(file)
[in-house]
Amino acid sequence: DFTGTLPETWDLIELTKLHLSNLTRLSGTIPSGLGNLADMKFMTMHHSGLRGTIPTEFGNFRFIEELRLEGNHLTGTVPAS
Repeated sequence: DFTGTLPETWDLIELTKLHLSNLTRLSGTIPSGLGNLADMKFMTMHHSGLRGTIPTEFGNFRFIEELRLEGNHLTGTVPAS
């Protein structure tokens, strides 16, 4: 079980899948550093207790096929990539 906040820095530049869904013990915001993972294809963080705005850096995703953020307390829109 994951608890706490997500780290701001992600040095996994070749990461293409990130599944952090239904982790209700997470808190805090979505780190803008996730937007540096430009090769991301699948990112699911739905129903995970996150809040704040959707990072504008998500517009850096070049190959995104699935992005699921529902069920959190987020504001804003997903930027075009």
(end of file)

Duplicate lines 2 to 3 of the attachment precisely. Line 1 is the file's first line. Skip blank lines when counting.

Amino acid sequence: DFTGTLPETWDLIELTKLHLSNLTRLSGTIPSGLGNLADMKFMTMHHSGLRGTIPTEFGNFRFIEELRLEGNHLTGTVPAS
Repeated sequence: DFTGTLPETWDLIELTKLHLSNLTRLSGTIPSGLGNLADMKFMTMHHSGLRGTIPTEFGNFRFIEELRLEGNHLTGTVPAS